This article attempts to compare the incidence of early clinical seizures (within 7 days from injury) following TBI between two large hospitals: one that routinely uses seizure prophylaxis and one that does not use seizure prophylaxis. This is a prospective observational study comparing a U.S. level 1 trauma center and large hospital in Shenzhen, China. At the U.S. Center, all patients received seizure prophylaxis with levetiracetam for 7 days. All patients with blunt TBI and a CT scan showing intracranial hemorrhage or diffuse axonal injury were included in the study. The subjects were monitored for clinical seizures daily for the first 7 post-injury days. 522 patients were included. 272 patients at the U.S. center received seizure prophylaxis, 250 at the Chinese center did not receive any prophylaxis. Overall 3.7% of patients who received prophylaxis developed early seizures compared with 2.8% who did not receive prophylaxis (p=0.593). There was no significant difference. Analyses of isolated TBI, those that received decompressive craniectomy and by head AIS (3-5) sub-groups also showed no significant difference between the 2 cohorts. Interestingly, patients with an admission GCS < 9 had an overall seizure incidence of 7%; however, the prophylaxis group showed a trend toward reduced seizure incidence (4.3% vs. 14.3%, p = 0.062) but did not reach significance. Though there are significant differences in the way TBI patients were managed between these two centers, the data seem to indicate that most TBI patients do not need seizure prophylaxis at all. The sub-group with a GCS < 9 may be an exception to this conclusion that requires further study. Given that the p-value approached significance, this subgroup finding may represent a type II statistical error.
Factors Contributing to Morbidity after Combined Arterial and Venous Lower Extremity Trauma. Manley NR, Magnotti LJ, Fabian TC, Cutshall MB, Croce MA, Sharpe JP. Am Surg. 2018 Jul 1; 84 (7):1217-1222.
The purpose of this study was to evaluate how management of lower extremity major venous injuries affects outcomes for combined arterial and venous injury. This was a single center retrospective review. Patients who had combined injuries to the common iliac, external iliac, SFA or popliteal arteries and veins were included. The study compared those who had the associated vein ligated vs. those that any vein repair. Primary outcomes included development of muscle ischemia requiring debridement and necessity for secondary intervention of the arterial repair (i.e. thrombosis/embolism). There were 40 injuries where the vein was ligated and 30 where the vein was repaired. They found that there was no difference in ischemia time between the two groups. Also, vein ligation did not increase the need for muscle debridement, secondary interventions or amputation.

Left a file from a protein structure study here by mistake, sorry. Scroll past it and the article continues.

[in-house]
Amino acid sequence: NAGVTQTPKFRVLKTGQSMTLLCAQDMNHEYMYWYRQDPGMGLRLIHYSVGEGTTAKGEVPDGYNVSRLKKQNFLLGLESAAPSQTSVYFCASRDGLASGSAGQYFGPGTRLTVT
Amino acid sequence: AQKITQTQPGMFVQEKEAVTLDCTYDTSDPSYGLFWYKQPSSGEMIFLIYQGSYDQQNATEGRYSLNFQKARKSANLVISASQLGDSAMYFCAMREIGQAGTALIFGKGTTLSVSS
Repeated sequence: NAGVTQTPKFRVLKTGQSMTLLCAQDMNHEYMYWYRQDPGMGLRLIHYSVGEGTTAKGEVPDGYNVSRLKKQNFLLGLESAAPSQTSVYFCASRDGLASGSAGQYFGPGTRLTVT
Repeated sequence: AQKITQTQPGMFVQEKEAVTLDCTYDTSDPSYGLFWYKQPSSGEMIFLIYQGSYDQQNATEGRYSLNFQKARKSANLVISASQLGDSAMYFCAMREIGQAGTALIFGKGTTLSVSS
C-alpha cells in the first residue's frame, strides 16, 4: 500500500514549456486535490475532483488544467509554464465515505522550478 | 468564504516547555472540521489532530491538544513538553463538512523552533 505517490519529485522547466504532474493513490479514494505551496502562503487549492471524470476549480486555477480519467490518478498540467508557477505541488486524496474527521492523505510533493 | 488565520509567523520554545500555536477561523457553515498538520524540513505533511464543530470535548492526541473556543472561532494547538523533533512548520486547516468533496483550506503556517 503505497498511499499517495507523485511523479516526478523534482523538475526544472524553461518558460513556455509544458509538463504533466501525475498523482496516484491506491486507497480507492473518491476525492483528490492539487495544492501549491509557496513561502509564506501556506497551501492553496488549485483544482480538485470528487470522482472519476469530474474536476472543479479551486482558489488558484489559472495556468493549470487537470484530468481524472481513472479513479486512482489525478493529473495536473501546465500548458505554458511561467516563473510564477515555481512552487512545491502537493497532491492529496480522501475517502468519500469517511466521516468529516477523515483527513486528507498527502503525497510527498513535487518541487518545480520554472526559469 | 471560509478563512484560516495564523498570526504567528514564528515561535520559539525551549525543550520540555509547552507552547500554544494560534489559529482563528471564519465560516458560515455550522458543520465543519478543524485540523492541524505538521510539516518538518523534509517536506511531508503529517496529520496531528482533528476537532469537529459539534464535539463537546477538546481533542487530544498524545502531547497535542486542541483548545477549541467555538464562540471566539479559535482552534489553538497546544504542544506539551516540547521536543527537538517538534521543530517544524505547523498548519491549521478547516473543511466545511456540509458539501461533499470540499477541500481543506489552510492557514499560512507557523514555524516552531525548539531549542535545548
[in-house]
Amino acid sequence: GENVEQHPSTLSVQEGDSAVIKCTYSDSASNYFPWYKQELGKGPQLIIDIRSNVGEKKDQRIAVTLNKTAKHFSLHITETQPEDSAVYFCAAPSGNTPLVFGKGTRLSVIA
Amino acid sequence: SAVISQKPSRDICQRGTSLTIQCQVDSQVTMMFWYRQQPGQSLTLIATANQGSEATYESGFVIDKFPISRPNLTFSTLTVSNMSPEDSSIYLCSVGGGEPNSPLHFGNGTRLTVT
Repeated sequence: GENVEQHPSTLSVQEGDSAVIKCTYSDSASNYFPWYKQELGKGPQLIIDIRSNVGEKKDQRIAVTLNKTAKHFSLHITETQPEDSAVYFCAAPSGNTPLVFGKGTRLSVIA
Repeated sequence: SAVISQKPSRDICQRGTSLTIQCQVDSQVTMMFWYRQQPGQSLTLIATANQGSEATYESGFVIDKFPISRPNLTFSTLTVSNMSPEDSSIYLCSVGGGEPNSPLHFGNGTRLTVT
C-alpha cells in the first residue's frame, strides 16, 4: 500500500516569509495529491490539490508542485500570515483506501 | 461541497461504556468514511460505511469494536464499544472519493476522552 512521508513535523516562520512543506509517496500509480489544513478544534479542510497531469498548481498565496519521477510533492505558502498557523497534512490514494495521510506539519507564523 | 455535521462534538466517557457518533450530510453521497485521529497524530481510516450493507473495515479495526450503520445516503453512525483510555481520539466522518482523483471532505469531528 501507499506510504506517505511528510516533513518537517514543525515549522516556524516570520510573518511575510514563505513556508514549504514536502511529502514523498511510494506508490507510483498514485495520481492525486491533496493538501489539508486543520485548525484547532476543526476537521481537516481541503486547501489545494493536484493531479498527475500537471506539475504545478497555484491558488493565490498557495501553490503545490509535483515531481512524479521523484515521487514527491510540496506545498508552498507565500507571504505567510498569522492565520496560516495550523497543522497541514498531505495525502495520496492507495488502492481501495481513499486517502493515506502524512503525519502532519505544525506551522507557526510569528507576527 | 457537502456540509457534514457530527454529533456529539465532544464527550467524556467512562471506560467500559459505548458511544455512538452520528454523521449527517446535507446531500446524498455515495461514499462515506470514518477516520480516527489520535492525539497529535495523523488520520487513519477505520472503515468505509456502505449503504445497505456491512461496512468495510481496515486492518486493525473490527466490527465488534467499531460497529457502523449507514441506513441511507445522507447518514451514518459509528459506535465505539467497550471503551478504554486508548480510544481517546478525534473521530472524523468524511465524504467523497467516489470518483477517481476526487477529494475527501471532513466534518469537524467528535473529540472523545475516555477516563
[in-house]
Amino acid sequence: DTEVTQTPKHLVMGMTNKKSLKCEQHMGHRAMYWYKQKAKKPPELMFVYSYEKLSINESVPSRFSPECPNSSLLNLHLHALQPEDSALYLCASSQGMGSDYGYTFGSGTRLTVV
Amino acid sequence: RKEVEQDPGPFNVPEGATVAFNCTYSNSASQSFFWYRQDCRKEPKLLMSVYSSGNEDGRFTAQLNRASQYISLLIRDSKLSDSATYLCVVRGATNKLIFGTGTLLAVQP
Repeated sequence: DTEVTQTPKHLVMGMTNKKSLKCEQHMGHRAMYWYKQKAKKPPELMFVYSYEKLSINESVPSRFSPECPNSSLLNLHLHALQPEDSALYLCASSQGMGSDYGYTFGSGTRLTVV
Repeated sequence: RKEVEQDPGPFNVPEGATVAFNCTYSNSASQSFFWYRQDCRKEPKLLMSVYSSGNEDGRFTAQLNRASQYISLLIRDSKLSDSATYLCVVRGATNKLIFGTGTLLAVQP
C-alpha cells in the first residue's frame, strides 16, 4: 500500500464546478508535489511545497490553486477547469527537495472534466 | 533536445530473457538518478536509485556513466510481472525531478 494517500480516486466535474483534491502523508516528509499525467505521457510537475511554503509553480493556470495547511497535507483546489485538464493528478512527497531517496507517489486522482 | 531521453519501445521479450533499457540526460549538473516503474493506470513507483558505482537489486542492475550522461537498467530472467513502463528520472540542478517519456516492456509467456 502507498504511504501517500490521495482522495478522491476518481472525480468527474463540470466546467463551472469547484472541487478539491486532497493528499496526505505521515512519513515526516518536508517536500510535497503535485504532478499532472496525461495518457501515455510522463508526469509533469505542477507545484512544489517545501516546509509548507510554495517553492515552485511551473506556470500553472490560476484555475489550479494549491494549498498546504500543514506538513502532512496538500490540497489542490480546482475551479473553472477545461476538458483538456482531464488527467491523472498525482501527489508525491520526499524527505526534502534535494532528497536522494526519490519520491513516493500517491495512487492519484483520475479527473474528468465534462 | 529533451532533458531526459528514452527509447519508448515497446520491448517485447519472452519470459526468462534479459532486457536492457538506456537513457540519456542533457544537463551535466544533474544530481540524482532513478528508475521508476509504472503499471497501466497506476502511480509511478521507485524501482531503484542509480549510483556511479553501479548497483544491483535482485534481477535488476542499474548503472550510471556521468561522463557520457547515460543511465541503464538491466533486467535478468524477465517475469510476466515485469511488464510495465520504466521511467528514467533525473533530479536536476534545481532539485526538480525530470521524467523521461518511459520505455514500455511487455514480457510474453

Degree of shock during the first operation appeared to be the biggest risk factor for secondary intervention. Patients who received the most blood product transfusions (13units vs. 6 units, p= 0.02) had significantly increased incidence of muscle debridement, secondary arterial interventions and amputations. Based on these data the paper makes two conclusions. First, vein ligation in concomitant injuries is a safe option that does not increase morbidity. Second, patient morbidity after extremity vascular trauma is mostly related to the degree of shock present during the initial operation.